According to SENASA, just 23 percent of the homes in the aquifer area are connected to the public sanitation system.
Other sources of contamination are the 36 garbage dumps scattered across the area. Run-off from the garbage filters through the soil and reaches the aquifer water.
“The wells are an open window to contamination,” says Amado Insfrán, of the non-governmental group Sobrevivencia-Amigos de la Tierra (Survival-Friends of the Earth).
The lack of permits or other types of regulation of the wells and the growing number of companies perforating the ground are important factors in the degradation of this limited resource, in terms of both capacity and quality, he said.
The Paraguayan parliament is debating a bill on water policy that, according to experts, would pave the way to regulating water usage.
But businesses and other productive sectors oppose the law because it would establish payment for use and exploitation rights of the subterranean waters.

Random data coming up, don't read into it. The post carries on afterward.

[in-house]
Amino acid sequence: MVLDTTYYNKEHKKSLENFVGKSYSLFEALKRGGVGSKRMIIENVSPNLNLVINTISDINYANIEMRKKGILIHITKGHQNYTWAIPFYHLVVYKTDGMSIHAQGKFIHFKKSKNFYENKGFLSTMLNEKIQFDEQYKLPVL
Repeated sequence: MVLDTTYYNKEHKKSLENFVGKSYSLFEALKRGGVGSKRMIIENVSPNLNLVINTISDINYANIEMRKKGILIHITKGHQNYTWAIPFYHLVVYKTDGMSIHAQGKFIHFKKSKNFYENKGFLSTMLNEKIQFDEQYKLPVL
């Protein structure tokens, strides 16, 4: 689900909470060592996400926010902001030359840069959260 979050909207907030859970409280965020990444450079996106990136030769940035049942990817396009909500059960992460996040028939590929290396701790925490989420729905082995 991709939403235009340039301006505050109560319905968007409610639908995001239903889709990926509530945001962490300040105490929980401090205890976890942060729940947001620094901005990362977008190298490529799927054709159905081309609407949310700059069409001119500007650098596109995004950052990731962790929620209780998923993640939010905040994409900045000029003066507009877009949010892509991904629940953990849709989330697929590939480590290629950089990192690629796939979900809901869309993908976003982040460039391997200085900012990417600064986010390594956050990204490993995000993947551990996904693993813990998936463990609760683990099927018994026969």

“The most urgent is to fight contamination and saltwater intrusion” with concrete measures like expanding the sanitation network and requiring companies to optimise the use of the water they consume, says Insfrán.
But the government doesn’t have such plans on the books. There are just a few municipalities that are studying projects for building sewage treatment plants in their districts.
Meanwhile, the days go by for people like Jerónima Villalba, whose well is becoming increasingly salty. Soon she will have to join her neighbours in paying for the services of a private water company.
“Would you like to try it?” she says, offering a glass of water from her well. The liquid has a rough taste that the palate doesn’t recognise. She adds with a laugh: “Imagine that you’re on the beach and you’re drinking a bit of sea water.”
(*This story is part of a series of features on sustainable development by IPS and IFEJ – the International Federation of Environmental Journalists.)